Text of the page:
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SitePoint PHP Blog:
The PHP 7 Revolution Return Types and Removed Artifacts
January 19, 2015 @ 13:12:14

On the SitePoint PHP blog today Bruno Skvorc has written about the PHP 7 revolution and some of the changes coming with this next major version of the language (including return types and the removal of some functionality).

With the planned date for PHP 7's release rapidly approaching, the internals group is hard at work trying to fix our beloved language as much as possible by both removing artifacts and adding some long desired features. There are many RFCs we could study and discuss, but in this post, I'd like to focus on three that grabbed my attention.

He touches on a few topics in the post including:

  • the debate that came up about PHP 5.7 versus PHP 7
  • The addition of return types from functions/methods
  • The removal of PHP4 style constructors
  • Changes to the extension API

Obviously, since PHP7 is no where near release status, all or some of these things could be subject to change. For example, the removal of PHP4 constructors is still being hotly contested on the php.internals mailing list at the time of this post.

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php7 revolution returntype remove php4 constructor extension api

Link: http://www.sitepoint.com/php-7-revolution-return-types-removed-artifacts/

Tony Marston:
Please do not break our language
January 15, 2015 @ 09:40:25

Tony Marston has posted a plea to the core developers of the PHP language when it comes to some of the changes happening with constructors in classes: "please do not break our language."

This post is addressed to PHP's core developers who are proposing to break our beloved language yet again in the next major version of PHP (version 7) by removing functionality which has worked perfectly for years simply because it does not fit in with their ideas of how it should be done today. I am talking about PHP RFC: Remove PHP 4 Constructors (and this post on php.internals) which proposes that all code with PHP 4 style constructors be made invalid in favour of the "correct" method which was introduced in PHP 5. This is despite the fact that both types of constructor have lived quite happily side by side for over a decade and that large volumes of code, including PEAR libraries, were written in the PHP 4 style.

He suggests that this kind of change would require quite a bit of code to be changed, causing headaches for a large audience out there using older PHP code. He then gets into some of his opinions and thoughts about who "owns" PHP - is it the core development team working on the language itself, the community that uses the language (or a combination of both)? He proposes two definitions of "improvement" in respect to the needs of developers using the language and core developers. He suggests that the core developers are changing the language "just because they can" and that breaking backwards compatibility with something like this is a big mistake.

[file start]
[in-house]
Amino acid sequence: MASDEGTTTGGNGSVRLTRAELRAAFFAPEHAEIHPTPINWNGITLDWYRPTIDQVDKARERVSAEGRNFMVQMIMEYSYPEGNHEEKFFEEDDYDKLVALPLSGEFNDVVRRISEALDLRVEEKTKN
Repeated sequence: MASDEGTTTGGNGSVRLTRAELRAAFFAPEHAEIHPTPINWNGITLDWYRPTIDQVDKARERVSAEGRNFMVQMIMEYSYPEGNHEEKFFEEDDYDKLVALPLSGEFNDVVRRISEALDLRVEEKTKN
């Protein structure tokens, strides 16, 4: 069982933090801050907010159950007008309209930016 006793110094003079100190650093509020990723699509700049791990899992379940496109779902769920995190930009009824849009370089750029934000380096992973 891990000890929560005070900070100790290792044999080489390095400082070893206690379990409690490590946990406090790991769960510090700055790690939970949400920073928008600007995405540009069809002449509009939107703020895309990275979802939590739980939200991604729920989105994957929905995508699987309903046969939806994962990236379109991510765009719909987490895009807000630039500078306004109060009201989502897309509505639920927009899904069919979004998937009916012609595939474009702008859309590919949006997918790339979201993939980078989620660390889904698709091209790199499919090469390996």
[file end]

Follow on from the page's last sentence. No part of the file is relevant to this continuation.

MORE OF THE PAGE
He then shares some of the comments from the php.internals mailing list on the subject of the constructor change, both for and against. He also points out a few other places where backwards compatibility was broken and the resulting changes that had to be made by developers. He suggests a "if it ain't broke, don't fix it" kind of approach

If there is a choice between a lazy or incompetent core developer doing only half a job and leaving the 240 million members of the greater PHP community to clear up his mess, then it should be obvious to anyone who has more than two brain cells to rub together that it is the core developer who needs to put in the extra effort so that the greater PHP community does not have to.
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language opinion backwards compatibility break constructor php4 php5

Link: http://www.tonymarston.net/php-mysql/please-do-not-break-our-language.html

CodeIgniter.com:
CodeIgniter 2.0 - Now with more Awesome
November 12, 2010 @ 09:40:30

According to a new post to the CodeIgniter.com blog, there's been even more changes in the 2.0 version of the framework - including dropping PHP4 support all together.

A few days ago a new repository popped up on our internal Mercurial server. We're not particularly creative with our naming, so it was simply CodeIgniterNoPhp4. [...] With only a handful of significant changes to its codebase, the release was pushed along. We want to make CI 2 worth its name, so starting today, we're requiring PHP 5.1.6 on our master branch.

They include a few things to watch out for including naming conventions, the change to __construct, a cleaner model object interface and chaining added to the email and validation libraries.

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codeigniter framework php4 support deprecate


WordPress Blog:
PHP 4 and MySQL 4 End of Life Announcement
July 27, 2010 @ 08:20:02

There's some huge news from the WordPress blog today - an end of life announcement that the popular blogging platform will no longer be supporting PHP4 and MySQL 4.

Our approach with WordPress has always been to make it run on common server configurations. We want users to have flexibility when choosing a host for their precious content. Because of this strategy, WordPress runs pretty much anywhere. Web hosting platforms, however, change over time, and we occasionally are able to reevaluate some of the requirements for running WordPress. Now is one of those times. You probably guessed it from the title '" we're finally ready to announce the end of support for PHP 4 and MySQL 4!

The last version that will fully support PHP4 will be v3.1 and will be released in late 2010. The next version (v3.2) will jump the requirement up to PHP 5.2. According to their statistics, only around 10% of the installs are on PHP4. They also found that less than 6% of users were on MySQL 4. See the full post for complete details.